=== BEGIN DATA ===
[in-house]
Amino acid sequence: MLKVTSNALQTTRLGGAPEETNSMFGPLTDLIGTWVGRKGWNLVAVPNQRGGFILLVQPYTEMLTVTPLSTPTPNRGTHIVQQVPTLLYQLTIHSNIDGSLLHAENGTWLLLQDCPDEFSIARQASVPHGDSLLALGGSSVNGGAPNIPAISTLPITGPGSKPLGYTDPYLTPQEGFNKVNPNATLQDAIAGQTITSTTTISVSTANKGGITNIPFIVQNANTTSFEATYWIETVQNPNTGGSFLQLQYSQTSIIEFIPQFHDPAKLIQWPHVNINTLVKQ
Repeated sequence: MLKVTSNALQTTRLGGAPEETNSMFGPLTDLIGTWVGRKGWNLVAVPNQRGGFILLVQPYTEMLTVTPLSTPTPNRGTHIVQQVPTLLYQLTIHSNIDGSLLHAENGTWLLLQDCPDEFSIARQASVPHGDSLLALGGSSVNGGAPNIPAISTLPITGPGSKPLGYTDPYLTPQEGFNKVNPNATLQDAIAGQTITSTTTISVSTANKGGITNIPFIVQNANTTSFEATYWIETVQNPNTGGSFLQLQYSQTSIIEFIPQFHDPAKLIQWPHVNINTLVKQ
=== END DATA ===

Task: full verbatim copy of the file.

[in-house]
Amino acid sequence: MLKVTSNALQTTRLGGAPEETNSMFGPLTDLIGTWVGRKGWNLVAVPNQRGGFILLVQPYTEMLTVTPLSTPTPNRGTHIVQQVPTLLYQLTIHSNIDGSLLHAENGTWLLLQDCPDEFSIARQASVPHGDSLLALGGSSVNGGAPNIPAISTLPITGPGSKPLGYTDPYLTPQEGFNKVNPNATLQDAIAGQTITSTTTISVSTANKGGITNIPFIVQNANTTSFEATYWIETVQNPNTGGSFLQLQYSQTSIIEFIPQFHDPAKLIQWPHVNINTLVKQ
Repeated sequence: MLKVTSNALQTTRLGGAPEETNSMFGPLTDLIGTWVGRKGWNLVAVPNQRGGFILLVQPYTEMLTVTPLSTPTPNRGTHIVQQVPTLLYQLTIHSNIDGSLLHAENGTWLLLQDCPDEFSIARQASVPHGDSLLALGGSSVNGGAPNIPAISTLPITGPGSKPLGYTDPYLTPQEGFNKVNPNATLQDAIAGQTITSTTTISVSTANKGGITNIPFIVQNANTTSFEATYWIETVQNPNTGGSFLQLQYSQTSIIEFIPQFHDPAKLIQWPHVNINTLVKQ